$4,120,000

Total - new W4L 

 

$129,512,863

$91,193,573

$38,319,290

New Alberta Municipal Water/Wastewater Partnership (AMWWP) projects

Municipality

Grant Description

Eligible Project Cost

Grant Amount

Municipality Amount

County of Big Lakes

Hamlet of Joussard WTP upgrade for additional water treatment capacity.

$4,800,000

$3,600,000

$1,200,000

County of Grande Prairie

Bezanson sewage lagoon expansion to meet Alberta Environment wastewater treatment requirements.

$534,000

$400,500

$133,500

County of Grande Prairie

Waterline from well to the new, packaged Teepee Creek water treatment plant for additional water supply capacity.

$225,000

$168,750

$56,250

County of Mackenzie

Zama City water supply improvements to meet Alberta Environment water treatment requirements.

$941,000

$705,750

$235,250

County of Saddle Hills

Woking WTP upgrade and clear well expansion to meet Alberta Environment water treatment requirements.

$1,556,000

$1,167,000

$389,000

Fairview

Install aeration systems in existing 3 raw water reservoirs to meet Alberta Environment water treatment requirements.

$727,000

$545,250

$181,750

MD of Wainwright

New well – Fabyan to provide for additional water supply capacity.

$28,000

$21,000

$7,000

Milk River

Raw water reservoir upgrade to provide additional raw water storage to ensure water supply during dry weather occurrences.

$1,860,000

$1,395,000

$465,000

Mountain View Regional Water Services Commission

Line twinning from Midline Reservoir to Crossfield to provide additional water supply capacity.

$25,528,500

$10,737,287

$14,791,213

Nobleford

Wastewater lagoon upgrade to meet Alberta Environment wastewater treatment requirements.

$3,152,034

$2,206,424

$945,610

Specialized Municipality of Wood Buffalo

Hamlet of Conklin water treatment plant Phase 2 construction to meet Alberta Environment water treatment requirements.

$2,862,750

$764,354

$2,098,396

Three Hills

Water treatment plant upgrades to meet Alberta Environment water treatment requirements.

$14,785,083

$8,913,316

$5,871,767

Tri Village Regional Sewage Services Commission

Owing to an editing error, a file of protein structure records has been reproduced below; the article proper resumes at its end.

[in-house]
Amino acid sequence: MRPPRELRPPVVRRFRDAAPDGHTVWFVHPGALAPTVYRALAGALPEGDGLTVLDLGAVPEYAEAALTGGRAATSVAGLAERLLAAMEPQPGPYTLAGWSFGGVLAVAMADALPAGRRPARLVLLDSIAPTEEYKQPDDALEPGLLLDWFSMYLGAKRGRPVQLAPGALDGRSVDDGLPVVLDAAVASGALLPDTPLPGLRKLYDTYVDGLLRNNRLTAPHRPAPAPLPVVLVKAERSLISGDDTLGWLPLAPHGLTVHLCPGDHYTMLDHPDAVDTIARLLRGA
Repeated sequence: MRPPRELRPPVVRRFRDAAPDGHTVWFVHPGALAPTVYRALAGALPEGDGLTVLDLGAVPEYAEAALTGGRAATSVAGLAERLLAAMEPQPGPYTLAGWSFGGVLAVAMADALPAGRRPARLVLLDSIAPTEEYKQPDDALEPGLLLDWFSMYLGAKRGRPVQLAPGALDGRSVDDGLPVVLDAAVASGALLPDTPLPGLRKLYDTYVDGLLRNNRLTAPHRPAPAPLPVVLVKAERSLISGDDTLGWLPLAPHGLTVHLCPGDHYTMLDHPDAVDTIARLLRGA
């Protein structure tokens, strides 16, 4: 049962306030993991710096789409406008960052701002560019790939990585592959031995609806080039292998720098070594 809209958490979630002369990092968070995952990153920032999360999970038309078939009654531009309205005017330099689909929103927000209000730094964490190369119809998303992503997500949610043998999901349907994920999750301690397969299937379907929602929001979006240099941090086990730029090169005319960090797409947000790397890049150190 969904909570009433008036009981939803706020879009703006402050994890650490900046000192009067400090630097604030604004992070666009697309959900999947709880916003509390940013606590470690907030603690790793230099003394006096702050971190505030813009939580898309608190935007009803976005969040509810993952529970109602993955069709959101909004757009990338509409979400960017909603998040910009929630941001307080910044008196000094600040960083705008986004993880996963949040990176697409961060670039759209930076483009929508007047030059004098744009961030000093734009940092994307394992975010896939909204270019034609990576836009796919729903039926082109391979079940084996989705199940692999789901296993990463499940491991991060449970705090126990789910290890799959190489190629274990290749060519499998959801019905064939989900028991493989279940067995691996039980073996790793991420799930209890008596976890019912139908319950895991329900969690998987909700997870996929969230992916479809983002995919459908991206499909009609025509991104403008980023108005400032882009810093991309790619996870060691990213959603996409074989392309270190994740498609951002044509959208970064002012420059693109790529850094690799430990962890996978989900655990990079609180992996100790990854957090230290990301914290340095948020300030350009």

Lift station and force main upgrades to meet Alberta Environment wastewater treatment requirements.

$4,180,000

$2,930,598

$1,249,402

Wembley

Wastewater membrane bioreactor containers to meet Alberta Environment wastewater treatment requirements.

$3,207,438

$2,172,414

$1,035,024

Total - new AMWWP 

 

$64,386,805

$35,727,643

$28,659,162

Previously approved Water for Life projects with additional funding

Municipality

Grant Description

Eligible Project Cost

Grant Amount

Municipality Amount

County of Cypress

Hamlet of Schuler regional water supply - engineering and design work determined part of an existing waterline needed to be replaced.

$666,046

$599,441

$66,605

County of Newell

Regional water supply system from Brooks – additional work to Alberta Environment treated waterlines regulations.

$754,810

$616,227

$138,583

County of Vermilion River

Stage 1 Vegreville to Two Hills – increased costs due to higher construction costs.

$1,541,467

$1,387,320

$154,147

Total- W4L

 

$2,962,323

$2,602,988

$359,334

Previously approved Alberta Municipal Water/Wastewater projects with additional funding

Municipality

Grant Description

Eligible Project Cost

Grant Amount

Municipality Amount

County of Big Lakes

Enilda wastewater lagoon upgrade – increased design work and construction costs.

$1,307,478

$980,609

$326,870

County of Big Lakes

Faust wastewater lagoon expansion – increased design and storage upgrade costs.

$71,745

$53,809

$17,936

Forestburg

Water treatment plant – increased costs due to lack of interest in original tender.

$771,371

$578,528

$192,843

Specialized Municipality of Crowsnest Pass

SCADA upgrade – increase due to scope change and construction cost upgrades.

$269,608

$185,140

$84,468

Total – AMWWP 

 

$2,420,203

$1,798,086

$622,117

Combined approved W4L/AMWWP

 

$5,382,525

$4,401,074

$981,451

 

Eligible Project Cost

Grant Amount

Municipality Amount

Grand total

$199,282,193

$131,322,290

$67,959,903